Pop Culture Affidavit Episode 61: Comics Collecting in the Nineties — Mail Order and the Hype Machine

Episode 61 Website CoverIf you were a comics reader in the late Eighties and early Nineties, you probably saw their ads–either a long list of back issues against a yellow background or a striking picture of the latest HOT character advertising what was going to be a RED HOT book.  Well in this episode, I’m joined by Michael Bailey of Views From the Longbox (among other podcasts) for the first part of a two-part crossover about collecting comics in the decade that subtlety forgot.

For part one, Mike and I spend time talking about being teenagers during the boom years and specifically look at buying back issues through the mail.  We talk about our experiences with Mile High Comics, the stalwart mail order service that so many of us have dealt with or bought from at one point or another.  Then, we answer a question that crosses the minds of comics fans whenever they’re flipping through some Nineties comics: Whatever happened to American Comics/Entertainment This Month?

And after you’re done with that, check out Episode 233 of Views from the Longbox, which will drop later this week, where Mike and I continue our discussion, this time turning our attention to Wizard: The Guide to Comics.  It’s the most EXTREEEEEEEEEME two-parter EVER!

Oh, and special thanks to Andrew Leyland, who really should be getting some sort of royalty check from me … but isn’t.

Here’s where to listen:

iTunes:  Pop Culture Affidavit

Direct Download

Pop Culture Affidavit podcast page

As an added bonus, here are some images and links that I used as part of my research for the episode:

An Entertainment This Month ad (taken from an issue of The ‘Nam from 1992):

Entertainment This Month Ad0001.jpg

The 1986 article from The Cavalier Daily (UVa’s student newspaper) about American Comics’ founder, Steve Milo: “Comics: America’s Hottest Art”

An Entertainment This Month Ad featured on the blog Very Fine Near Mint: “Entertainment This Month, Spider-Man Ad, 1990”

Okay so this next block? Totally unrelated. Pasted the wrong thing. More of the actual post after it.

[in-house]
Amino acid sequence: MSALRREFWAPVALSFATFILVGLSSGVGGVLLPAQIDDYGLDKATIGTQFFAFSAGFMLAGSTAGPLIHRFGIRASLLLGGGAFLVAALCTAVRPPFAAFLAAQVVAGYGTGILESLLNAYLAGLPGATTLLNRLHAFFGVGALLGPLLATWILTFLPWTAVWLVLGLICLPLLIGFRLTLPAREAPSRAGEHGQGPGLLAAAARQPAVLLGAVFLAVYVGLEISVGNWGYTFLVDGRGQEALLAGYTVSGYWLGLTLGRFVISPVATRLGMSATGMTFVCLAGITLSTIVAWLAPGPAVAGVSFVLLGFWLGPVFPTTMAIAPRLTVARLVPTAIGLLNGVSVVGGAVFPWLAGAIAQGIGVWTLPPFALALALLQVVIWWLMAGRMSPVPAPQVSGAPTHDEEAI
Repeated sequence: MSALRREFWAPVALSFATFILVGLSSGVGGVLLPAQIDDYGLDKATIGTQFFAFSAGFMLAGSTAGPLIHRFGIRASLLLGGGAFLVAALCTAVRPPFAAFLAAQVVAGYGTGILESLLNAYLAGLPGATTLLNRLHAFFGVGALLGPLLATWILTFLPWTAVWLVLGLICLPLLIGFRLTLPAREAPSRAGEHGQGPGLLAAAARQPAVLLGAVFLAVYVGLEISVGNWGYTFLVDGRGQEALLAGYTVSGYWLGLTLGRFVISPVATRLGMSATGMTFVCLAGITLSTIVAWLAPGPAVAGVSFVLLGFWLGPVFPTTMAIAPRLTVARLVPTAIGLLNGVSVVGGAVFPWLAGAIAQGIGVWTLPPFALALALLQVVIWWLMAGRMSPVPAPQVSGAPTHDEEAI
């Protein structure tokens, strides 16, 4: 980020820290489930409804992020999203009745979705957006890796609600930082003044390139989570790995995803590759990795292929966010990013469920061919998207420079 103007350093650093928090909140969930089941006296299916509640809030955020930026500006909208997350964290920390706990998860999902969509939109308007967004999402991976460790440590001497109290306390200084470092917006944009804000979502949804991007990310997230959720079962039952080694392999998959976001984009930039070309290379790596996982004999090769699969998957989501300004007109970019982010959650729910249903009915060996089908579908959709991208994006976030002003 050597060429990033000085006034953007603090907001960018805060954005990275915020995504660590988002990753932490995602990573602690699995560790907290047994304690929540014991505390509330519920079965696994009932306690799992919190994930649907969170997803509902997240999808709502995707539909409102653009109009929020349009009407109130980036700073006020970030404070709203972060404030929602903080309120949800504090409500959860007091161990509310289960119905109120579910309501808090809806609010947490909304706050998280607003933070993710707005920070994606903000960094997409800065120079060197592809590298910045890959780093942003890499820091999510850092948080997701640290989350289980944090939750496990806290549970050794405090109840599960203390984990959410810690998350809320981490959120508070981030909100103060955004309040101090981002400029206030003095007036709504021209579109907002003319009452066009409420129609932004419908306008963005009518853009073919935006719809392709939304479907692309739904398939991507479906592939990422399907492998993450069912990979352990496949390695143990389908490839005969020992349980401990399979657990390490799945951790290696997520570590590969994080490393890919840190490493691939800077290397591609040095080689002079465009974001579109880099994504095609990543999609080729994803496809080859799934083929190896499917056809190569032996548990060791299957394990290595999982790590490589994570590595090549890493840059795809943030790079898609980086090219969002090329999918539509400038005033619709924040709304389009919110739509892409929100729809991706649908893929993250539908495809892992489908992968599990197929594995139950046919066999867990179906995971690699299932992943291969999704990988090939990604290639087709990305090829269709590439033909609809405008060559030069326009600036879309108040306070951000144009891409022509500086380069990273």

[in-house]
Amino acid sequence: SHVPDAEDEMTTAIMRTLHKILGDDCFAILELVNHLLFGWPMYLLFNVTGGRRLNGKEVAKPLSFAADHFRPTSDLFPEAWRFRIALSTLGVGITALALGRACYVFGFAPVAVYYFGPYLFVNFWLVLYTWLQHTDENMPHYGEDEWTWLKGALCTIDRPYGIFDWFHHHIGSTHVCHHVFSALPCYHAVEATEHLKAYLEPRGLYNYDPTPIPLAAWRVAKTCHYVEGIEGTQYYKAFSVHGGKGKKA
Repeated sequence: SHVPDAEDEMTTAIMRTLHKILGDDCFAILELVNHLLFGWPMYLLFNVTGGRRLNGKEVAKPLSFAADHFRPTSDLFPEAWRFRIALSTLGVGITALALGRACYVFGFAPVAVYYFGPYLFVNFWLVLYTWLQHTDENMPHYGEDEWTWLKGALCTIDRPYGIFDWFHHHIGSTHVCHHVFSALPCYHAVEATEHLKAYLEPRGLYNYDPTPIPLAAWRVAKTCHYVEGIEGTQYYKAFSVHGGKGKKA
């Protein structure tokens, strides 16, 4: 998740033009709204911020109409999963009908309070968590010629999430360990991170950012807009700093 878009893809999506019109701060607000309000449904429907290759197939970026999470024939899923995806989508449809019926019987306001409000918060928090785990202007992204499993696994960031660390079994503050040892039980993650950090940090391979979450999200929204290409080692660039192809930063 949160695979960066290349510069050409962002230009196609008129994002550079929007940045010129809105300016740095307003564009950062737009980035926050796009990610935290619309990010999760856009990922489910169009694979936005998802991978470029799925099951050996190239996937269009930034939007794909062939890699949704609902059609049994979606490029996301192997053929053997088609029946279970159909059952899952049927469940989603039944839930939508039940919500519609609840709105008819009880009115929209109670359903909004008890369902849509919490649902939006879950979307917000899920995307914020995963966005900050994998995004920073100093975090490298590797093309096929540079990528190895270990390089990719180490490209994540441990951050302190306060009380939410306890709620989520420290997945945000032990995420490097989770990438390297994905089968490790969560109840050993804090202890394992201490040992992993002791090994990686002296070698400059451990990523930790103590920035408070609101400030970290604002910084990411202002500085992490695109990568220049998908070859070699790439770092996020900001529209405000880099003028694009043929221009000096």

Washington Post article from 1991 about the growing boom in the comic book retail industry: “Racking Up Sales of Comic Books”

An ad for a Scott Summers/Jean Grey wedding event to be held at Another Universe in the Springfield Mall in Springfield, VA (Another Universe was the company that American Entertainment was eventually purchased by in the mid-1990s):

Summers-Grey Wedding

The thread that I pulled the above ad from on the board Fairfax Underground: “Anybody remember that Another Universe store in Springfield Mall?”

The FTC press release concerning the settlement with American Entertainment/Entertainment This Month:  “American Distribution, Inc.”

A Comic Book Resources article about Steve Milo being named head of new media for Marvel: “Marvel names AU founder Steve Media president of new media”

And various boards and websites that tracked or made announcements of the gradual demise of Another Universe/Mania.com (an online venture Milo started in the late 1990s), which include speculation that the business was being sold to Steve Geppi:

“Mania Healthy, Publisher Says” (adamarnold.net, September 1998)

Ramblings — 29th October 1998 by Rich Johnston (Bleeding Cool)

“Another Universe.com Bites The Dust” (gamegrene.com,February 2001)

Finally, as an added bonus, here is an incredibly interesting read that wasn’t used for this episode but was intriguing nonetheless.  Collected from a series of message board posts (which, unfortunately, end abruptly) and published in 2005 on a site called badmouth.net, this is the story of someone who had a small comic/card show-based retail business in the early 1990s and saw it all completely go up and way, way down in front of his very eyes: “The Comic-Book Apocalypse”

 

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One comment

  1. I listened to both parts of your crossover with Michael Bailey. It was interesting to hear from the ‘collector’ side of the comic book world of the ’90s. I have always been a reader rather than a collector; so, I ignored cover variants, special formats, double covers and the rest if they raised the page cost of my reading. The ’90s were difficult for me because some issues of comics I followed were quickly sold out on ‘new comic day’ and I usually went to my store the day after.

    In 1987, I was temporarily assigned to the Washington D.C. office and stayed at a hotel in Crystal City. I visited a comic store in the mall (I purchased The Longbow Hunters there). I had never seen a comic store in a mall at home in Minnesota. My local store smelled of old books, ink and paper dust; I thought that was the only way to sell comics. Thanks for bringing back that memory.

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